The overpowering heat; the overcrowded streets; the peddlers chasing me with their perfumes, radios and watches; the kind people everywhere, trying to sell me anything, and giving me wrong directions with a warm smile; the stacks of cigarette boxes of all kind; the dozens of shops where you can buy all kind of electronic stuff; the sellers eating hot meals under their hot tents; all the people drinking cold terere; the constant sensation of illegality and danger; the evident illicit activities at the international bridge...
El calor agobiante; las calles atestadas; los vendedores ambulantes persiguiéndome con sus perfumes, radios y relojes; la gente amable por todas partes, tratando de venderme cualquier cosa, y dándome indicaciones equivocadas con una amplia sonrisa; las pilas de cajillas de cigarrillos de todo tipo; las docenas de tiendas de venta de todo tipo de artefactos electrónicos; los vendedores comiendo sus platos calientes bajo sus toldos calientes; todo el mundo tomando tereré; la constante sensación de ilegalidad y peligro; las actividades a todas luces ilícitas del puente...
Tres Fronteiras means three borders and it's pretty cool to be able to look out and see Paraguay, Argentina and Brazil in one glance. There are markers for each country at the point where they come together at the intersection of the Rio Iguacu and the Rio Paraná, but you don't have to visit the markers to see all three countries in one look.
For a traveler, it's hard to look out and see three countries and not at least make an attempt to set foot in each. This was my primary motivation for visiting Paraguay. I thought, "Dang, how often will I be this close!?" Of course, I didn't know about all of the danger that I referenced in the introduction, but I doubt that would have deterred me. Some local Brazilians in Foz do Iguacu mentioned that Ciudad del Este was a good place to go bargain hunting and that was all the reason I needed. We can always use a little bargaining practice.
Fondest memory: So, I stopped in the tourist information office in Foz do Iguacu and asked about which bus to take and within a half hour I was slowly inching my way over the jam-packed bridge (named the "Friendship Bridge", "Puente de la Amistad" in Spanish, "Amizade" in Portuguese) that spans the Paraná River. There were as many people crossing on foot as there were in cars and the hot weather and dust made for a miserable scene. After passing through customs (which involved a Paraguayan customs agent taking two steps into the bus looking at 2 or 3 of the 25 or so people on board and waving us through), I got off at the first stop. The streets were all lined with vendors selling trinkets, CDs, soccer jerseys and more. Most of it was probably being sold illegally. Who knows? But, since I was living dangerously, I decided to spring for a watch. The strap broke by nightfall.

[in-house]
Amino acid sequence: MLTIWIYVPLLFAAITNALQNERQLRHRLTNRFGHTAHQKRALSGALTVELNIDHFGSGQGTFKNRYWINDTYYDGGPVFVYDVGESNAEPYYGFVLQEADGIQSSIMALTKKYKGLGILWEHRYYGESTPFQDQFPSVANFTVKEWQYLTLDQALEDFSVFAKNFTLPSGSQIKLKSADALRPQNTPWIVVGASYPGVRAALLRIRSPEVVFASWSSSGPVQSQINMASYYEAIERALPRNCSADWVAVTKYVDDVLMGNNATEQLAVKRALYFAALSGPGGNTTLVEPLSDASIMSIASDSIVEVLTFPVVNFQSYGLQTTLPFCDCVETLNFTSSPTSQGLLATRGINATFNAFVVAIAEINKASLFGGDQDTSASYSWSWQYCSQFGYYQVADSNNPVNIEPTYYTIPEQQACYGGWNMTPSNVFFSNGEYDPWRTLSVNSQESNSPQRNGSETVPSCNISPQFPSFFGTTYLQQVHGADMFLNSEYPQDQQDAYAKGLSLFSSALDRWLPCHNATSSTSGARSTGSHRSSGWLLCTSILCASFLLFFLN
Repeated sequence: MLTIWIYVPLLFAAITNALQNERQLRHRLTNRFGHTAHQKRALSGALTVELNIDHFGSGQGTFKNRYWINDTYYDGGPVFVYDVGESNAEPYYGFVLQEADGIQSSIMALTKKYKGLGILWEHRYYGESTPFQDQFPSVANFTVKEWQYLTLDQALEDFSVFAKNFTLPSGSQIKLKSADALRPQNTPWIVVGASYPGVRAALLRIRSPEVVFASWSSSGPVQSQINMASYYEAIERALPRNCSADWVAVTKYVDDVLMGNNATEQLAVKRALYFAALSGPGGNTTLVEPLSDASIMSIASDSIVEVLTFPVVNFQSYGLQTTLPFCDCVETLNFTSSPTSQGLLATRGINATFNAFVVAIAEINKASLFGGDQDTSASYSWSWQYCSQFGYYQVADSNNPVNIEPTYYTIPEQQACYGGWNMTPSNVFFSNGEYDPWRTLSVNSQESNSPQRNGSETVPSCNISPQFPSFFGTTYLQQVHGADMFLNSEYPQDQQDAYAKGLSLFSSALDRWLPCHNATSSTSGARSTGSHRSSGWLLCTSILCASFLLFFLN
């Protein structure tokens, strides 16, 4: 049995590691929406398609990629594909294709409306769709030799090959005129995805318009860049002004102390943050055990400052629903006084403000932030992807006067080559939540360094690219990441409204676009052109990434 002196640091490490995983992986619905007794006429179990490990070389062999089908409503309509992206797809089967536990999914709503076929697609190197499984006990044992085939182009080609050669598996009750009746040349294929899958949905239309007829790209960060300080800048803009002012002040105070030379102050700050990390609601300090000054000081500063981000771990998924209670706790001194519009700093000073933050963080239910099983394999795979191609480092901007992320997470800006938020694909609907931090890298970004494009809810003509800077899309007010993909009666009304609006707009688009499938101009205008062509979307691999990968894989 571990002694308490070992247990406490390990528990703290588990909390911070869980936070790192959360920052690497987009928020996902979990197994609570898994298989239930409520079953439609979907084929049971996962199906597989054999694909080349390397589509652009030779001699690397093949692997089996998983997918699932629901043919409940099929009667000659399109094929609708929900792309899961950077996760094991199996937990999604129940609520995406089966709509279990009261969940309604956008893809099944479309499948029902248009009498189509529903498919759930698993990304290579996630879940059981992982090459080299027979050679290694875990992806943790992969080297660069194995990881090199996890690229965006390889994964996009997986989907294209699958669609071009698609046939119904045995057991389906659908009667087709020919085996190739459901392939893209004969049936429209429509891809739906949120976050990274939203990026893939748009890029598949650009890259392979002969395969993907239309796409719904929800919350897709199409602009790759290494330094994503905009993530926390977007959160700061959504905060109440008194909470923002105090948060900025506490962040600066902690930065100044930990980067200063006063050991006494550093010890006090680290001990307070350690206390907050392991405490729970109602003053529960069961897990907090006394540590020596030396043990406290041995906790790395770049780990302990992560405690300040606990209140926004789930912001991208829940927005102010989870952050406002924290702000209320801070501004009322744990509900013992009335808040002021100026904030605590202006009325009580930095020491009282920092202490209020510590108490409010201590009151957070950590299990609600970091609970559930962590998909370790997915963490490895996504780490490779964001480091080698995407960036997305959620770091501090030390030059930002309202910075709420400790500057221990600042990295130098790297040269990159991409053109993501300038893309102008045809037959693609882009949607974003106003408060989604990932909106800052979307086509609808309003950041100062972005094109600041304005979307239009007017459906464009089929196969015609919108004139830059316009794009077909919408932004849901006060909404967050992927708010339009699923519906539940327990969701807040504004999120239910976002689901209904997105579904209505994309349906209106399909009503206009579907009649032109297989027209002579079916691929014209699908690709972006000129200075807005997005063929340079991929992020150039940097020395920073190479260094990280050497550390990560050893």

Participate in the street mayhem. Never have I seen so much sales activity in such a concentrated area. The hustle and bustle on the bridge and the streets and shopping centers is phenomenal. People are literally running everywhere, to move around the boxes that come from all over the world.
Fondest memory: Learning the intricacies of the Paraguayan version of Cha Mate, the drink of the mate (mah-teh) plant, that is consumed as a beverage in northern Argentina, southern Brazil, and Uruguay. The Paraguayan version is consumed out of a special small recepticle made of a hollowed out gourd or an animal horn, but the Paraguayan version is consumed ice cold, not hot like the others drink it, and it is sipped through the same metal straw (with filter) as in the neighboring countries.
Favorite thing: If you plan to buy a lot of electronics here in Ciudad del Este, I recommend you to get a person who will follow you around. So, how do you find them? They will find you and they work for the shops. Just use your feelings if they are good or bad, then it is up to you if you want to give any tip or not. I gave 30 reais (Brasil). He helped me a lot to find the electronic things I wanted to buy here.